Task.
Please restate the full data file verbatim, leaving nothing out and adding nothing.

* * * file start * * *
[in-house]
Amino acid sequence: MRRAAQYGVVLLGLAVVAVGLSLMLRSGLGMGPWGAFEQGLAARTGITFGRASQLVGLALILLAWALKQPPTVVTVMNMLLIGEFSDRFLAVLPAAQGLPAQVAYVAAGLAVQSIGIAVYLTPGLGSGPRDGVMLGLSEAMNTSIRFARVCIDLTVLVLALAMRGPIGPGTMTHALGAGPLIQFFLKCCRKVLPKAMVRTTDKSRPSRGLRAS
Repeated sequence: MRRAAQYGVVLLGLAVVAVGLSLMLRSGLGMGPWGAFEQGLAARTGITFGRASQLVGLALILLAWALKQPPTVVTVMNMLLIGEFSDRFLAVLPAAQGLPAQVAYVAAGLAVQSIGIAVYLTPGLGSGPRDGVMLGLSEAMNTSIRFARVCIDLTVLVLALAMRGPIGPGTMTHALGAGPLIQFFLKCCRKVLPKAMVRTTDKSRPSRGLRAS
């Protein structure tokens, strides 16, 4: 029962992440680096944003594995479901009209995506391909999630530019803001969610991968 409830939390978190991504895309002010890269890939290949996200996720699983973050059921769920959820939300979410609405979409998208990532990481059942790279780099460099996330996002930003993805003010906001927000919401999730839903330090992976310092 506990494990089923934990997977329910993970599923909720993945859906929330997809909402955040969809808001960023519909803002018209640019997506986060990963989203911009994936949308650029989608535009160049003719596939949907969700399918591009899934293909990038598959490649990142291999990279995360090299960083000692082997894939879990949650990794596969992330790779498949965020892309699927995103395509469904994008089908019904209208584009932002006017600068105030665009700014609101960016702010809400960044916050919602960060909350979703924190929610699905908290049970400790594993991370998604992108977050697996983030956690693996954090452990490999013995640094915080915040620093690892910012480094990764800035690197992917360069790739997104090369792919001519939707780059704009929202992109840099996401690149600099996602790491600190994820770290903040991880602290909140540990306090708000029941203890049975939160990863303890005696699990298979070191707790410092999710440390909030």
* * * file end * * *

[in-house]
Amino acid sequence: MRRAAQYGVVLLGLAVVAVGLSLMLRSGLGMGPWGAFEQGLAARTGITFGRASQLVGLALILLAWALKQPPTVVTVMNMLLIGEFSDRFLAVLPAAQGLPAQVAYVAAGLAVQSIGIAVYLTPGLGSGPRDGVMLGLSEAMNTSIRFARVCIDLTVLVLALAMRGPIGPGTMTHALGAGPLIQFFLKCCRKVLPKAMVRTTDKSRPSRGLRAS
Repeated sequence: MRRAAQYGVVLLGLAVVAVGLSLMLRSGLGMGPWGAFEQGLAARTGITFGRASQLVGLALILLAWALKQPPTVVTVMNMLLIGEFSDRFLAVLPAAQGLPAQVAYVAAGLAVQSIGIAVYLTPGLGSGPRDGVMLGLSEAMNTSIRFARVCIDLTVLVLALAMRGPIGPGTMTHALGAGPLIQFFLKCCRKVLPKAMVRTTDKSRPSRGLRAS
């Protein structure tokens, strides 16, 4: 029962992440680096944003594995479901009209995506391909999630530019803001969610991968 409830939390978190991504895309002010890269890939290949996200996720699983973050059921769920959820939300979410609405979409998208990532990481059942790279780099460099996330996002930003993805003010906001927000919401999730839903330090992976310092 506990494990089923934990997977329910993970599923909720993945859906929330997809909402955040969809808001960023519909803002018209640019997506986060990963989203911009994936949308650029989608535009160049003719596939949907969700399918591009899934293909990038598959490649990142291999990279995360090299960083000692082997894939879990949650990794596969992330790779498949965020892309699927995103395509469904994008089908019904209208584009932002006017600068105030665009700014609101960016702010809400960044916050919602960060909350979703924190929610699905908290049970400790594993991370998604992108977050697996983030956690693996954090452990490999013995640094915080915040620093690892910012480094990764800035690197992917360069790739997104090369792919001519939707780059704009929202992109840099996401690149600099996602790491600190994820770290903040991880602290909140540990306090708000029941203890049975939160990863303890005696699990298979070191707790410092999710440390909030």